security

Two Factor Authentication – What Is It and Do You Need It? | Fraser Valley Technology Consultants

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The world of digital security is a minefield, these days. It is now almost a daily occurrence to see companies either fall victim to (or be fined for) major data breaches. (The list of companies hit makes for some impressive reading!) In fact, there have been over 14 billion data breaches since 2013, and that number is fast increasing, with 75 data records are being stolen every second!

Not all breaches are caused by nefarious hackers. Believe it or not, they only amount for just over 40% of breaches. Other causes making up the remainder include technical glitches or employee error.

We’ve said it before. Passwords should be complicated and changed often. But can you do more? Yes, you can!

What is 2FA?

One snazzy concept that was introduced to thwart login hackers is two factor authentication (2FA). This is where, after you have entered your password, you add a 2nd way to tell the site that you are definitely you! (Like the way, in the movies, that the scientists entering the super-secret spy lab have to use a swipe card and then a retinal scanner to gain entry.) Since you need both to access the account, this extra layer of security seriously increases the protection of sensitive data from these cases of a password database being stolen or hacked.

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This second layer can be biometric, like with face detection or fingerprint scanning software, or it can involve sending a one-time-use number code to another device you own, via a text or special app. The latter is probably the most commonly seen and used, at the moment .

Should I use it?

Yes! So many companies are now offering it as an option – Apple, Square, Intuit, Amazon, Google, Facebook, Microsoft, Dropbox, PayPal, GoDaddy…and so on. If a site gives you the option, take it! (Especially anywhere that will have any valuable ID info, financial records or payment details.) You can see who has it and who doesn’t at twofactorauth.org. If you are not sure how to turn on 2FA at those sites, Telesign have set up a website, with tutorials, to show you how!

Our Top Tips to Avoid Device Theft When Travelling | Fraser Valley Tech Consultants

Many of the people we work with spend a fair amount of time out of the traditional office setting and on the road. Since summer is now fully with us and, probably, the most popular season for travelling, we thought it was a good time to give a few reminders and tips on how to avoid your tech (or data) being stolen while you are on the road!

Image by Austin Distel on Unsplash

Image by Austin Distel on Unsplash

The temporary coffee shop office

This should be a no-brainer, but you would be shocked how many times we have been at a coffee shop and watched someone leave an untethered laptop or bag, while they disappear to the bathroom. You can be complacent and say “oh, it’s a quiet, local spot… we’re in a safe part of town”, but it takes seconds for an opportunist thief to swoop by. Not only are you vulnerable to theft, though, you are also vulnerable to prying eyes!

If you are working remotely at somewhere at a coffee shop, you should be taking the following precautions:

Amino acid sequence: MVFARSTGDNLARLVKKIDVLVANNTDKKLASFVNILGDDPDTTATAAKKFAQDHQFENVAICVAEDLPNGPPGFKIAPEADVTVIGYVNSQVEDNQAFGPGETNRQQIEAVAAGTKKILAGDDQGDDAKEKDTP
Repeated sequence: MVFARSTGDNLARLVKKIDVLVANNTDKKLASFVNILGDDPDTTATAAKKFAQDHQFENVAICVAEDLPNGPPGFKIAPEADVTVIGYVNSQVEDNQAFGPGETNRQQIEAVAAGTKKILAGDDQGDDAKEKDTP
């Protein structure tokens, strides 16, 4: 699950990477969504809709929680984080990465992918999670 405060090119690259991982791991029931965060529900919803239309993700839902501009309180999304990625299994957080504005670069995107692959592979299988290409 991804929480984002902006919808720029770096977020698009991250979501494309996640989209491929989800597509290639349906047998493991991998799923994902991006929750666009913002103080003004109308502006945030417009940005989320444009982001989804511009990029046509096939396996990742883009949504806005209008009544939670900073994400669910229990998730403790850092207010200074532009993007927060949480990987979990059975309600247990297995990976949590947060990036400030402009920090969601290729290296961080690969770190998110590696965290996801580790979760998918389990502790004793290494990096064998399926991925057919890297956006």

1.      Use a laptop tether to secure your device to the table.

2.      If you need the bathroom, and you are alone, take your bag with you!!!

3.      Be aware of who/what is behind you, especially if you have sensitive info on the screen. (Ideally locate yourself so only a solid wall is behind you.)

4.      Try to avoid using the “free WiFi”, but if you really must, only use websites that use HTTPS, make sure you are definitely on the coffee shop owner’s WiFi and use a VPN before logging into any accounts or view sensitive data. (A recent survey found 70% of hacks actually took place through unsecured public Wifi!)

Photo by   Oleg Magni   from   Pexels

Photo by Oleg Magni from Pexels

Security at your destination

No matter where you go in the world, there will always be plenty of light-fingered friends to relieve you of your prized tech. Beaches are a goldmine for pickpockets and petty thieves. Once again, it can only take a few seconds for someone to scoop your bag (and valuable tech devices) while you quickly cool off in the waves.

1.      The best defense is to simply not take your mobile devices to the beach!

2.      Make use of the hotel safes.

3.      If you must take your device, and want to swim, (and it’s not waterproof) look at purchasing a waterproof case so you can keep it with you.

4.      If you must take your device and want to take a nap on the beach, keep the device discretely tucked away and preferably anchored/hidden under your body!

5.      Be vigilant of unexpected distractions. Thieves can use these as a diversion, and when your gaze wanders, your stuff becomes theirs!

6.      Keep close to lifeguard towers. Of course, these guys are there for safety and not to watch your stuff… but thieves will avoid those areas because of the higher risk of getting caught.

The airport security scam

If a flight is on your travelling agenda, watch out for the dreaded X-ray scanner scam! Here is how it works…

At the airport security check, the first scammer will go through the line quickly & efficiently. A second scammer will wait until the people just behind them have loaded up their tech devices (cellphones, laptops etc) to the x-ray machine conveyor belt, and then proceed to hold these people up (something innocently-looking like struggling to get keys or change out of a pocket).  The first scammer then scoops up those devices as they emerge from the x-ray at the other end and walks away!